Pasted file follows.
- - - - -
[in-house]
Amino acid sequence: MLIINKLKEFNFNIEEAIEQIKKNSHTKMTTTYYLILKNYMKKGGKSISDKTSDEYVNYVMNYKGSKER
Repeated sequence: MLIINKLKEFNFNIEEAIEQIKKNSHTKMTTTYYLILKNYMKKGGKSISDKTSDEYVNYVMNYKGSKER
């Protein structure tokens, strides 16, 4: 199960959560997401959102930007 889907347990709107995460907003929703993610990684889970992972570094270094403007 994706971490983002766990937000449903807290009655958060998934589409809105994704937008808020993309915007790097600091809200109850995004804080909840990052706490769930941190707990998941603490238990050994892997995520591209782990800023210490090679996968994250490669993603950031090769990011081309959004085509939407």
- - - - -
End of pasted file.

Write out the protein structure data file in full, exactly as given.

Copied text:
[in-house]
Amino acid sequence: MLIINKLKEFNFNIEEAIEQIKKNSHTKMTTTYYLILKNYMKKGGKSISDKTSDEYVNYVMNYKGSKER
Repeated sequence: MLIINKLKEFNFNIEEAIEQIKKNSHTKMTTTYYLILKNYMKKGGKSISDKTSDEYVNYVMNYKGSKER
């Protein structure tokens, strides 16, 4: 199960959560997401959102930007 889907347990709107995460907003929703993610990684889970992972570094270094403007 994706971490983002766990937000449903807290009655958060998934589409809105994704937008808020993309915007790097600091809200109850995004804080909840990052706490769930941190707990998941603490238990050994892997995520591209782990800023210490090679996968994250490669993603950031090769990011081309959004085509939407």